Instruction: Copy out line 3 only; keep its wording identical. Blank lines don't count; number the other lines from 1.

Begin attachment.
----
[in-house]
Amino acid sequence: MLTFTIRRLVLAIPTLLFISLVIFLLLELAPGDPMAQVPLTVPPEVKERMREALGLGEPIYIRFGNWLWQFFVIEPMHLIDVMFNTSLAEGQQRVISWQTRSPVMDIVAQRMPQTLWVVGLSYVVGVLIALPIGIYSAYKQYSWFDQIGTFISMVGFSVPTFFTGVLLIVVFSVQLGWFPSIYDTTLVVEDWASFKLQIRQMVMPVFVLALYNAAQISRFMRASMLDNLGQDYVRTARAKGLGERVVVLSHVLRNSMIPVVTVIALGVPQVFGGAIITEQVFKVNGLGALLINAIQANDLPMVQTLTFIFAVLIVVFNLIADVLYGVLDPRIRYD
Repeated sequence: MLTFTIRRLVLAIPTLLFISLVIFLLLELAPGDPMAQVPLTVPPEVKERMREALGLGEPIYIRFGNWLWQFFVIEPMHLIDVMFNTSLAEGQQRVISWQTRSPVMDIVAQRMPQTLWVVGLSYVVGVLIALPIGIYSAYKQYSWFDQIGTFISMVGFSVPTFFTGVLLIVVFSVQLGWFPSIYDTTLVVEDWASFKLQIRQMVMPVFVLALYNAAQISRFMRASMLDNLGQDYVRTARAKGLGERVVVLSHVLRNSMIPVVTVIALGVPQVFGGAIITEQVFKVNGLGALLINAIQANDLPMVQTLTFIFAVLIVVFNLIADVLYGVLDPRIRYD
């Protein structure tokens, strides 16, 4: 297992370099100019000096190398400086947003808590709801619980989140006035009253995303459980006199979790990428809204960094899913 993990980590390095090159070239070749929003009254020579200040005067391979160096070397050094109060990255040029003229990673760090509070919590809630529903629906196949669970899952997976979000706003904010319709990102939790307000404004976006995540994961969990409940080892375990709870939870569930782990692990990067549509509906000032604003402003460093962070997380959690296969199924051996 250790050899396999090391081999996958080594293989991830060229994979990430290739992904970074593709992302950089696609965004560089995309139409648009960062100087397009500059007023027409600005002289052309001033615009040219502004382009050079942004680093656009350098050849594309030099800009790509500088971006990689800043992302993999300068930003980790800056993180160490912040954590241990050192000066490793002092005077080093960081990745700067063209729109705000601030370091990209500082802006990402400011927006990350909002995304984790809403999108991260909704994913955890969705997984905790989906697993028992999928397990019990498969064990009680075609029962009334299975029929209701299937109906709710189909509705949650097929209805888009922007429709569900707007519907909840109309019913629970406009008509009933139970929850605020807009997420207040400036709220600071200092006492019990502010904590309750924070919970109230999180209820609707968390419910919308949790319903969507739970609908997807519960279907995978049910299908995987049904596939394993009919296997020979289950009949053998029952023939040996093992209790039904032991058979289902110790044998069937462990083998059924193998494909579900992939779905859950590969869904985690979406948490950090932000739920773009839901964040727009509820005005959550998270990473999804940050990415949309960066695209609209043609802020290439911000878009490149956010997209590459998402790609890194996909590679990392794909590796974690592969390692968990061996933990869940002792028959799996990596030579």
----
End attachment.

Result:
Repeated sequence: MLTFTIRRLVLAIPTLLFISLVIFLLLELAPGDPMAQVPLTVPPEVKERMREALGLGEPIYIRFGNWLWQFFVIEPMHLIDVMFNTSLAEGQQRVISWQTRSPVMDIVAQRMPQTLWVVGLSYVVGVLIALPIGIYSAYKQYSWFDQIGTFISMVGFSVPTFFTGVLLIVVFSVQLGWFPSIYDTTLVVEDWASFKLQIRQMVMPVFVLALYNAAQISRFMRASMLDNLGQDYVRTARAKGLGERVVVLSHVLRNSMIPVVTVIALGVPQVFGGAIITEQVFKVNGLGALLINAIQANDLPMVQTLTFIFAVLIVVFNLIADVLYGVLDPRIRYD